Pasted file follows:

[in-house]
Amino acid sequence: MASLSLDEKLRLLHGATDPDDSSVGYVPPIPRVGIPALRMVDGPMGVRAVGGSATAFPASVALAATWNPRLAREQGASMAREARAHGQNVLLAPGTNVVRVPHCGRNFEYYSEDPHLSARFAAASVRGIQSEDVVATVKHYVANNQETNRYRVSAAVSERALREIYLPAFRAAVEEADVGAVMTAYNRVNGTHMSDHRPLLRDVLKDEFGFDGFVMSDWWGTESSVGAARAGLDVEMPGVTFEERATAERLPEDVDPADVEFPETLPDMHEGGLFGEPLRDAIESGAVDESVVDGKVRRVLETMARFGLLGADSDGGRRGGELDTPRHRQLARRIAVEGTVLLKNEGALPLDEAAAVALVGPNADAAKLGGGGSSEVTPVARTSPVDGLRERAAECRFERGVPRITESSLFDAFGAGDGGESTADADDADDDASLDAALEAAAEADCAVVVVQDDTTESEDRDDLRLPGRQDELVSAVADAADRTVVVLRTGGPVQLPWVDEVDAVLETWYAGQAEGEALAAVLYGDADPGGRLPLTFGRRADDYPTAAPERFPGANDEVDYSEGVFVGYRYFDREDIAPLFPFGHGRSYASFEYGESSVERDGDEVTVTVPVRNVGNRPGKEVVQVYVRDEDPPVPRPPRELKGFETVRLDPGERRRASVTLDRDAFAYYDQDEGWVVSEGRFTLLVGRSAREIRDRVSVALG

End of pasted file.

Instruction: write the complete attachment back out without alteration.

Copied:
[in-house]
Amino acid sequence: MASLSLDEKLRLLHGATDPDDSSVGYVPPIPRVGIPALRMVDGPMGVRAVGGSATAFPASVALAATWNPRLAREQGASMAREARAHGQNVLLAPGTNVVRVPHCGRNFEYYSEDPHLSARFAAASVRGIQSEDVVATVKHYVANNQETNRYRVSAAVSERALREIYLPAFRAAVEEADVGAVMTAYNRVNGTHMSDHRPLLRDVLKDEFGFDGFVMSDWWGTESSVGAARAGLDVEMPGVTFEERATAERLPEDVDPADVEFPETLPDMHEGGLFGEPLRDAIESGAVDESVVDGKVRRVLETMARFGLLGADSDGGRRGGELDTPRHRQLARRIAVEGTVLLKNEGALPLDEAAAVALVGPNADAAKLGGGGSSEVTPVARTSPVDGLRERAAECRFERGVPRITESSLFDAFGAGDGGESTADADDADDDASLDAALEAAAEADCAVVVVQDDTTESEDRDDLRLPGRQDELVSAVADAADRTVVVLRTGGPVQLPWVDEVDAVLETWYAGQAEGEALAAVLYGDADPGGRLPLTFGRRADDYPTAAPERFPGANDEVDYSEGVFVGYRYFDREDIAPLFPFGHGRSYASFEYGESSVERDGDEVTVTVPVRNVGNRPGKEVVQVYVRDEDPPVPRPPRELKGFETVRLDPGERRRASVTLDRDAFAYYDQDEGWVVSEGRFTLLVGRSAREIRDRVSVALG